According to a White House pool report, first daughter Ivanka Trump traveled to Delaware with her father on Marine One, and for a brief time their destination was unknown. Trump had previously offered gratitude and condolences to Owens’ family. “The sacrifices made by the men and women of our armed forces, and the families they leave behind, are the backbone of the liberty we hold so dear as Americans, united in our pursuit of a safer nation and a freer world,” he said in a statement Sunday. Three of Owens’ fellow service members were wounded in the operation.
U.S. Says It's Putting Iran 'On Notice' for Missile Test
Michael Flynn, President Trump’s national-security adviser, said Wednesday the U.S. is “officially putting Iran on notice” for the Islamic republic’s recent missile test, as well as an attack on a Saudi vessel by Tehran-backed Houthi rebels in Yemen. In a statement, which he read at the White House, Flynn said Iran’s missile launch violated UN Security Council Resolution 2231. In Yemen, a proxy war between Saudi Arabia and Iran pits the Iran-backed rebels against the Saudi military and its allies. Flynn said the Obama administration had “failed to respond adequately to Tehran’s malign actions,” and cited President Trump’s view that the nuclear deal struck between Iran and global powers, including the U.S., was “weak and ineffective.” It’s unclear what Iran being put “on notice” means. Sean Spicer, the White House spokesman, said the comment meant “We aren't going to sit by and not act on those actions.”
UPDATE: Israel to Build First New Settlement in 20 Years
Updated at 1:52 p.m.
Israeli Prime Minister Benjamin Netanyahu has established a panel to build an entirely new settlement in the West Bank—the first in more than two decades—to house those evicted from the Amona outpost, which the Israeli Supreme Court labeled illegal because it was set up on private Palestinian land. Haaretz reported that the panel would include representatives of Amona's residents, the Israeli defense minister’s adviser on settlements, and the chief of staff of the Prime Minister's Office. It’s unclear where the new settlement would be built. The announcement, which is likely to prove controversial, came after Israel announced late Tuesday it’s building 3,000 new homes in the occupied West Bank. The dismantling of the Amona settlement, which is also in the West Bank, was been met with protests by Jewish settlers who believe the West Bank and Gaza, which they refer to by their biblical names, Judea and Samaria, belongs to them in their entirety. Palestinians, who control Gaza and much of the West Bank, want the areas to be part of a future state with east Jerusalem as its capital. Israel claims all of Jerusalem. The Israeli government’s announcement comes just days after Israel approved 2,500 new homes in the West Bank and 550 units in east Jerusalem. The status of Jerusalem, the settlements on occupied land, and the contours of a future Palestinian state are all subject to negotiations between Israel and Palestinians as part of the two-state solution. But those talks have been dormant for years, the peace process itself is all but dead, and the Israeli government now has a sympathetic ally in the White House, making a resumption of negotiations appear unlikely.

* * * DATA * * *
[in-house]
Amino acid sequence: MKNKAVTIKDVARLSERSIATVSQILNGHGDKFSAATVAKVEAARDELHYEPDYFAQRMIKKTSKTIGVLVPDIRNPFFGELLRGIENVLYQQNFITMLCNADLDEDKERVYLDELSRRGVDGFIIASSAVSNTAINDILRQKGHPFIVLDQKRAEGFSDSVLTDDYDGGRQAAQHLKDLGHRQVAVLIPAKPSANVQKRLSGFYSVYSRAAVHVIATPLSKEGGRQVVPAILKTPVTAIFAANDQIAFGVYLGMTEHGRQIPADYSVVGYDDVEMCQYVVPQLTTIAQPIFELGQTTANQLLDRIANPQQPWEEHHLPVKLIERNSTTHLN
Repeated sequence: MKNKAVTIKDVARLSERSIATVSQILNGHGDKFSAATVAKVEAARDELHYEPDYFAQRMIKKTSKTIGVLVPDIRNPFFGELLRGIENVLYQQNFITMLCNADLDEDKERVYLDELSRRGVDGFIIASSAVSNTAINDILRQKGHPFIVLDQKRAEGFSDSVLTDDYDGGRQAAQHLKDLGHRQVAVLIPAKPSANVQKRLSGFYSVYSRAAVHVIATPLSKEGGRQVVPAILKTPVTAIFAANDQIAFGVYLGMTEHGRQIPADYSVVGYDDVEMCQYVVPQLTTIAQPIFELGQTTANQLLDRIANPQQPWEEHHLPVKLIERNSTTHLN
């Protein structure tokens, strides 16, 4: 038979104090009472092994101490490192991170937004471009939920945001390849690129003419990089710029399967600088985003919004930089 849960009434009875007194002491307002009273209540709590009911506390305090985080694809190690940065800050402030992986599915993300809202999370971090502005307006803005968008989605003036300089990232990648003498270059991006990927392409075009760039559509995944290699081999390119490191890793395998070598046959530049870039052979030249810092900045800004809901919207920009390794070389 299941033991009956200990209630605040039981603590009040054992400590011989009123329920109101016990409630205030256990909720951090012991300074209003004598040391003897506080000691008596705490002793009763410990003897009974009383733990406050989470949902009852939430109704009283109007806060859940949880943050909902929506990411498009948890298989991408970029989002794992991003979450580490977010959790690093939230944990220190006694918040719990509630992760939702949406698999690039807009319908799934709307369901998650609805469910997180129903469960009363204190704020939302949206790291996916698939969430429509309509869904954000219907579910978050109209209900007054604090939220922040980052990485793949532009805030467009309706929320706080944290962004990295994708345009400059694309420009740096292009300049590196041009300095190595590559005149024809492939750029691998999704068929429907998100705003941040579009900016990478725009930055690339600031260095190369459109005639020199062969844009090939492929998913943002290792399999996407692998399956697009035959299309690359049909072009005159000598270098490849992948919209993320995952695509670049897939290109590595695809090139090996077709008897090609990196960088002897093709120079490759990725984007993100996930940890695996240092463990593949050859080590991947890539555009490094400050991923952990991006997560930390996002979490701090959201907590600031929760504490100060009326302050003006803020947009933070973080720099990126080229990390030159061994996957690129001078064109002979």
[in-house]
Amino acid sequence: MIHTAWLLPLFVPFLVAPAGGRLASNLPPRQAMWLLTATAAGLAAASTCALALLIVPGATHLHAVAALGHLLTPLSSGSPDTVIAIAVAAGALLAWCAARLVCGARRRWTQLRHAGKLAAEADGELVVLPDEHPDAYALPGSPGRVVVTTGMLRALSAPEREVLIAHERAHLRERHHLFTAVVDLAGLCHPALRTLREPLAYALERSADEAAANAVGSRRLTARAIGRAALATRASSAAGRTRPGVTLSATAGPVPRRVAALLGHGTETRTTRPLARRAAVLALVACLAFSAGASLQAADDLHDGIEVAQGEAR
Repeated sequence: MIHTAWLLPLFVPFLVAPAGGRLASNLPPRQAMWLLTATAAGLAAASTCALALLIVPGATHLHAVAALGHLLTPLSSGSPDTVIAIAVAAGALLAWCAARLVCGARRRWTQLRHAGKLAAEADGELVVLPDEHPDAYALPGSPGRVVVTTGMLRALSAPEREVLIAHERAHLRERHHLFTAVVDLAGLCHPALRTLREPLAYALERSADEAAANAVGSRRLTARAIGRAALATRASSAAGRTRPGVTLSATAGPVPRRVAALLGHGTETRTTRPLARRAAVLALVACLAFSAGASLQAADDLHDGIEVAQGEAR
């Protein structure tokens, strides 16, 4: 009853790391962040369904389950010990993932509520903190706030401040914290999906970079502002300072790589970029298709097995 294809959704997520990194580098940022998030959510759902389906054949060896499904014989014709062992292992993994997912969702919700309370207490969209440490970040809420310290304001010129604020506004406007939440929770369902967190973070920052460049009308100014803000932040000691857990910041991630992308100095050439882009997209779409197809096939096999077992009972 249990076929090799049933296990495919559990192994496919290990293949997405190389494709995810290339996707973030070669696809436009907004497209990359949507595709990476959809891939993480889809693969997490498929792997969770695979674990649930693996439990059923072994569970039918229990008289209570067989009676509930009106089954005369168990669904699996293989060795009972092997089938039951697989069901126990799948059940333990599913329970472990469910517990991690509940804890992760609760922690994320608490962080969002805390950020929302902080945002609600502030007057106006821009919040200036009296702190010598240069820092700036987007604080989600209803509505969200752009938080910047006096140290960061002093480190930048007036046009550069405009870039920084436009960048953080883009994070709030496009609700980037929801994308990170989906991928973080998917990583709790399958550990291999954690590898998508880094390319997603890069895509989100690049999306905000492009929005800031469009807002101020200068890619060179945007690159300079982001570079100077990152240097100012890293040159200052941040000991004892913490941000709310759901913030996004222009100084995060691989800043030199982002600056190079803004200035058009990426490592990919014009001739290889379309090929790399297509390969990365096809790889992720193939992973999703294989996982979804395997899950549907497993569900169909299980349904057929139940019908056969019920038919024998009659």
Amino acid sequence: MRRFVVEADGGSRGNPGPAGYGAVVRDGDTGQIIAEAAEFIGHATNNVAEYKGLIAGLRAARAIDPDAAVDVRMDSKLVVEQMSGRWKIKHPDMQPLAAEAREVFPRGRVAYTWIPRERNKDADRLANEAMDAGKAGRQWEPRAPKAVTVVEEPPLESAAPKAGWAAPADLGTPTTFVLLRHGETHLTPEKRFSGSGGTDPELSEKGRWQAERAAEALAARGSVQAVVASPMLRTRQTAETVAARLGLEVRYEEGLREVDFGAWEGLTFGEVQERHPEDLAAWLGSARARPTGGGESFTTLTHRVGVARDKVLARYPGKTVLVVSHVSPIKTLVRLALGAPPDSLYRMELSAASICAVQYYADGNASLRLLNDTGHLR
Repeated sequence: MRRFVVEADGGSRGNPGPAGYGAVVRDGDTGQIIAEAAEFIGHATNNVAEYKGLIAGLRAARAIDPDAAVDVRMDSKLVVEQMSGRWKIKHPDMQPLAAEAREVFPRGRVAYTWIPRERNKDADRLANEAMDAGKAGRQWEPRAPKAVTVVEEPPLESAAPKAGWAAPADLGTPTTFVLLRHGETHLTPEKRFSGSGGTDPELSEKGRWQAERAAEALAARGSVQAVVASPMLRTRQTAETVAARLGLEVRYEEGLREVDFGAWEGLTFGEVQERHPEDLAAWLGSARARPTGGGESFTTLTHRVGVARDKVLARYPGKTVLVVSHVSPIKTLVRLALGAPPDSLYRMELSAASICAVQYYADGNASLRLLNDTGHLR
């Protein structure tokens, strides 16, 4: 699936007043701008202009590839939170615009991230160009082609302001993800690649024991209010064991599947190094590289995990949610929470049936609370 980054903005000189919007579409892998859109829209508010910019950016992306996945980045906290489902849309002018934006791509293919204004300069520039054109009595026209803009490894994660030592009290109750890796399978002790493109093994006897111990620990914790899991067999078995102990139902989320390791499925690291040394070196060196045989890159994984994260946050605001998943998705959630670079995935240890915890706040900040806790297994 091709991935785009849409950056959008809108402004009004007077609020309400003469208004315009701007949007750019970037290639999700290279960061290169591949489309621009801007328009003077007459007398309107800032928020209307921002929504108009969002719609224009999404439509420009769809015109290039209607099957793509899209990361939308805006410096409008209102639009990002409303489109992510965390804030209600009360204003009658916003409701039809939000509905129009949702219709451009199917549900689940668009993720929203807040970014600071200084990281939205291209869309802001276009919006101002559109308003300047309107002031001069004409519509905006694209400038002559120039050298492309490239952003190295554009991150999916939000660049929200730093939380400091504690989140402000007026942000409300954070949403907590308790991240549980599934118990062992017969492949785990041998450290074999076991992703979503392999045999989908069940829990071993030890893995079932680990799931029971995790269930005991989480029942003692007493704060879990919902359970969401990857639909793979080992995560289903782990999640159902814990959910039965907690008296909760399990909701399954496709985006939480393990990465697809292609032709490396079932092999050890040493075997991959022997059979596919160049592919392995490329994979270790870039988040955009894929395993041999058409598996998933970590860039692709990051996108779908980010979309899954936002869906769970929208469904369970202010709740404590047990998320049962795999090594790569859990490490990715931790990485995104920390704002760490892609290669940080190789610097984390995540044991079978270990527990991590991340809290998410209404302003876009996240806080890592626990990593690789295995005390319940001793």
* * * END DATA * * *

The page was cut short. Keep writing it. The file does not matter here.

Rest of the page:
As Cease-Fire Violations Flare, NATO Chief Urges Calm in Eastern Ukraine
Updated at 3:02 p.m. ET
NATO’s chief says there have been more than 5,600 violations of the fragile cease-fire in eastern Ukraine where pro-Russian rebels are battling the Ukrainian government. Jens Stoltenberg, NATO’s secretary general, called it the “most serious spike in violations in a long time.” He urged Russia to use its influence with the rebels to reduce tensions, and urged the sides to abide by the Minsk agreement, which was signed in September 2014 to stop the fighting in Ukraine’s Donbass region. The fighting has prompted Ukrainian authorities to prepare to evacuate the government-controlled town of Avdiivka, which is now without water or electricity. The town has come under heavy shelling from the rebels, leading to civilian casualties. In Moscow, Dmitry Peskov, the Kremlin spokesman, said the escalation is “probably just another reason for a swift resumption of a dialogue and cooperation between Russia and the United States.” Relations between the two countries had been frosty after Russia’s invasion of Ukraine’s Crimea in 2014, but President Trump has said he’s willing to work with Russia and has previously praised its leader, Vladimir Putin. Sean Spicer, the White House spokesman, said Wednesday: “The president has been kept aware ... of what's going on in Ukraine.”
900 State Department Officials Reported to Have Signed Dissent Memo
Nine-hundred officials at the U.S. State Department have reportedly signed a memo that protests President Trump’s executive order on immigration. The order stops travelers from seven Muslim or predominantly Muslim countries from entering the U.S. for 90 days; stops all refugees from entering for 120 days; and bars all Syrian refugees from coming until further notice. Trump says the order is meant to keep the U.S. safe from potential terrorists. As I reported Monday, the memo signed by the State Department officials questions the order’s effectiveness, adding “this ban stands in opposition to the core American and constitutional values that we, as federal employees, took an oath to uphold.” The memo, Reuters reported, has been submitted to Tom Shannon, the acting secretary of state, through the State Department’s “dissent channel,” which was established in 1971 during the Vietnam War as a venue for diplomats to freely express their concerns with U.S. policy, and has been used frequently since then to express opposition to an administration’s policies. When asked Monday about the memo, Sean Spicer, the White House spokesman, said of the officials who signed it: “They should get with the program or they should go.”